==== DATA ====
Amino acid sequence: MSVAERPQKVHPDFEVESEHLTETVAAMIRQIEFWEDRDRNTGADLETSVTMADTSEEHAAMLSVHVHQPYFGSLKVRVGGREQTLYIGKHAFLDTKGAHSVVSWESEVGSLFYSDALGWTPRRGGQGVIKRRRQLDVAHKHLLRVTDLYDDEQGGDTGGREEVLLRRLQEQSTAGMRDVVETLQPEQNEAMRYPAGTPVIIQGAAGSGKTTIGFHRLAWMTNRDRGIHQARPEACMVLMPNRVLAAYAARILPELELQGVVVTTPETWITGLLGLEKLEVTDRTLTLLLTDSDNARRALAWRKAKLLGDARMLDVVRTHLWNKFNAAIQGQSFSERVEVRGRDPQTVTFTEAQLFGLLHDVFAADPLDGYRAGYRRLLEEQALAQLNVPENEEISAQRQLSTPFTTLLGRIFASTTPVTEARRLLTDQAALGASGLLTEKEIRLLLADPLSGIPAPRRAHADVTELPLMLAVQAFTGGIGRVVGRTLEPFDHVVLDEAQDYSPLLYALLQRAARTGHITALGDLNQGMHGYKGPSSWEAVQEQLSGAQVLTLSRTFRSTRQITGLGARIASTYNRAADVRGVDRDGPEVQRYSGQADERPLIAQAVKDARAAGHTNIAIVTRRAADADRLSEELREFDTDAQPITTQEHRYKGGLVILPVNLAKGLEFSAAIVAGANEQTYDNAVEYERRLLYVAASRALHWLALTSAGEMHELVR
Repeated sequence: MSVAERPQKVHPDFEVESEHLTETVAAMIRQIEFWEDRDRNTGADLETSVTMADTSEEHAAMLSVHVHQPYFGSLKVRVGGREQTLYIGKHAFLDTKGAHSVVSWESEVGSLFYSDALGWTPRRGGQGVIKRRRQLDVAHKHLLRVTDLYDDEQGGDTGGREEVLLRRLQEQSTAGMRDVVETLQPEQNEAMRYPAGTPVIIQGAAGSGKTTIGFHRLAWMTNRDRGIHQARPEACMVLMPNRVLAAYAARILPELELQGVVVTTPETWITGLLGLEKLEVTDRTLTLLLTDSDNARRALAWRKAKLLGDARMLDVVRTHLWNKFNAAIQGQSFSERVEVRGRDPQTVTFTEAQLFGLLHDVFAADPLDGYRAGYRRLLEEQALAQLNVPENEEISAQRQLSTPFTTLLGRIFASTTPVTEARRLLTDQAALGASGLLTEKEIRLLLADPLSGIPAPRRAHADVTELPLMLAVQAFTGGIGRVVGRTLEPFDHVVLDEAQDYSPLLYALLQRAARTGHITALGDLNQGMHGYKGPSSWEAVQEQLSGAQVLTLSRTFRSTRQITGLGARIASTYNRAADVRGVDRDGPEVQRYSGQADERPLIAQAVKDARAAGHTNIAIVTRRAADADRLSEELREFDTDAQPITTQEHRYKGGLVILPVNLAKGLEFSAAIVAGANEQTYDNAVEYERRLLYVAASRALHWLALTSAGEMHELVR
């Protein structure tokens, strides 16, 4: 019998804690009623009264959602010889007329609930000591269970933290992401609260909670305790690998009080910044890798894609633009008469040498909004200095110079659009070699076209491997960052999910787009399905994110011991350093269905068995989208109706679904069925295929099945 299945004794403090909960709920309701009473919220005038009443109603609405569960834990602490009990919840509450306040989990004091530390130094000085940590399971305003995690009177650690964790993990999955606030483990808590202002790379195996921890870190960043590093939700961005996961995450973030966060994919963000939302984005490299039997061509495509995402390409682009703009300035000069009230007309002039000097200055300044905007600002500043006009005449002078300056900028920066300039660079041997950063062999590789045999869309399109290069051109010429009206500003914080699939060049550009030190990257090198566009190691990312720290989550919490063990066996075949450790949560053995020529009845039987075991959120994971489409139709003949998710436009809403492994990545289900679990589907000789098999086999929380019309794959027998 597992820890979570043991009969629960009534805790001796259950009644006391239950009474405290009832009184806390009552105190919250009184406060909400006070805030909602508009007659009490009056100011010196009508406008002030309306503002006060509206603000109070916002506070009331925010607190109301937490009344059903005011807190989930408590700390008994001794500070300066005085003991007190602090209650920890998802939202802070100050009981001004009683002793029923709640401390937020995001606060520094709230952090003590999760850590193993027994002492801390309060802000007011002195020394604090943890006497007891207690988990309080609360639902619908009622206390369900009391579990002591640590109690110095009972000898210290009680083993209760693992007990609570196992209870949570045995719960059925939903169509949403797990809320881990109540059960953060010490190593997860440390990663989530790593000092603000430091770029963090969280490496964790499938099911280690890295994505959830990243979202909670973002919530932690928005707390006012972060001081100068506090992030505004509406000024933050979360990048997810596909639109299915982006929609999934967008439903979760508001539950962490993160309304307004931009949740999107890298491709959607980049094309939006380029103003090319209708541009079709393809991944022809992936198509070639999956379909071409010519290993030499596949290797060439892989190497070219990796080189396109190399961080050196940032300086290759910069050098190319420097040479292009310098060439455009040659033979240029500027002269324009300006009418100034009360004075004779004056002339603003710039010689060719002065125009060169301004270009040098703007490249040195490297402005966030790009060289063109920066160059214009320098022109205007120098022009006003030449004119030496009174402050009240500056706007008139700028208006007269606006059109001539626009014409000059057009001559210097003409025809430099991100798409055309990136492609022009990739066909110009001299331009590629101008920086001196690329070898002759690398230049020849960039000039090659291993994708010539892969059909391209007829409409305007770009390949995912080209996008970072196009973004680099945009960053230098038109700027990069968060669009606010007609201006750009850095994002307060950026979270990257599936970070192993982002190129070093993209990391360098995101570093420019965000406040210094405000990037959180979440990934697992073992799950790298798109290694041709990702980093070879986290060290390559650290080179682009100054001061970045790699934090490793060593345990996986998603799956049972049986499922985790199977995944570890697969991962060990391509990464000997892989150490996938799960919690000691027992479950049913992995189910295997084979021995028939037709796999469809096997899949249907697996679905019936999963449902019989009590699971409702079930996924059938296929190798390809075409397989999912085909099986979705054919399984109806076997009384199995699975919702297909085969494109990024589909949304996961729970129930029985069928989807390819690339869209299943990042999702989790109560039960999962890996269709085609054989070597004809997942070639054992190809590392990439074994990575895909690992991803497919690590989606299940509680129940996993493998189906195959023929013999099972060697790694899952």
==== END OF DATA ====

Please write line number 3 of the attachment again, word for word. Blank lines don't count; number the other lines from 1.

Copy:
């Protein structure tokens, strides 16, 4: 019998804690009623009264959602010889007329609930000591269970933290992401609260909670305790690998009080910044890798894609633009008469040498909004200095110079659009070699076209491997960052999910787009399905994110011991350093269905068995989208109706679904069925295929099945 299945004794403090909960709920309701009473919220005038009443109603609405569960834990602490009990919840509450306040989990004091530390130094000085940590399971305003995690009177650690964790993990999955606030483990808590202002790379195996921890870190960043590093939700961005996961995450973030966060994919963000939302984005490299039997061509495509995402390409682009703009300035000069009230007309002039000097200055300044905007600002500043006009005449002078300056900028920066300039660079041997950063062999590789045999869309399109290069051109010429009206500003914080699939060049550009030190990257090198566009190691990312720290989550919490063990066996075949450790949560053995020529009845039987075991959120994971489409139709003949998710436009809403492994990545289900679990589907000789098999086999929380019309794959027998 597992820890979570043991009969629960009534805790001796259950009644006391239950009474405290009832009184806390009552105190919250009184406060909400006070805030909602508009007659009490009056100011010196009508406008002030309306503002006060509206603000109070916002506070009331925010607190109301937490009344059903005011807190989930408590700390008994001794500070300066005085003991007190602090209650920890998802939202802070100050009981001004009683002793029923709640401390937020995001606060520094709230952090003590999760850590193993027994002492801390309060802000007011002195020394604090943890006497007891207690988990309080609360639902619908009622206390369900009391579990002591640590109690110095009972000898210290009680083993209760693992007990609570196992209870949570045995719960059925939903169509949403797990809320881990109540059960953060010490190593997860440390990663989530790593000092603000430091770029963090969280490496964790499938099911280690890295994505959830990243979202909670973002919530932690928005707390006012972060001081100068506090992030505004509406000024933050979360990048997810596909639109299915982006929609999934967008439903979760508001539950962490993160309304307004931009949740999107890298491709959607980049094309939006380029103003090319209708541009079709393809991944022809992936198509070639999956379909071409010519290993030499596949290797060439892989190497070219990796080189396109190399961080050196940032300086290759910069050098190319420097040479292009310098060439455009040659033979240029500027002269324009300006009418100034009360004075004779004056002339603003710039010689060719002065125009060169301004270009040098703007490249040195490297402005966030790009060289063109920066160059214009320098022109205007120098022009006003030449004119030496009174402050009240500056706007008139700028208006007269606006059109001539626009014409000059057009001559210097003409025809430099991100798409055309990136492609022009990739066909110009001299331009590629101008920086001196690329070898002759690398230049020849960039000039090659291993994708010539892969059909391209007829409409305007770009390949995912080209996008970072196009973004680099945009960053230098038109700027990069968060669009606010007609201006750009850095994002307060950026979270990257599936970070192993982002190129070093993209990391360098995101570093420019965000406040210094405000990037959180979440990934697992073992799950790298798109290694041709990702980093070879986290060290390559650290080179682009100054001061970045790699934090490793060593345990996986998603799956049972049986499922985790199977995944570890697969991962060990391509990464000997892989150490996938799960919690000691027992479950049913992995189910295997084979021995028939037709796999469809096997899949249907697996679905019936999963449902019989009590699971409702079930996924059938296929190798390809075409397989999912085909099986979705054919399984109806076997009384199995699975919702297909085969494109990024589909949304996961729970129930029985069928989807390819690339869209299943990042999702989790109560039960999962890996269709085609054989070597004809997942070639054992190809590392990439074994990575895909690992991803497919690590989606299940509680129940996993493998189906195959023929013999099972060697790694899952």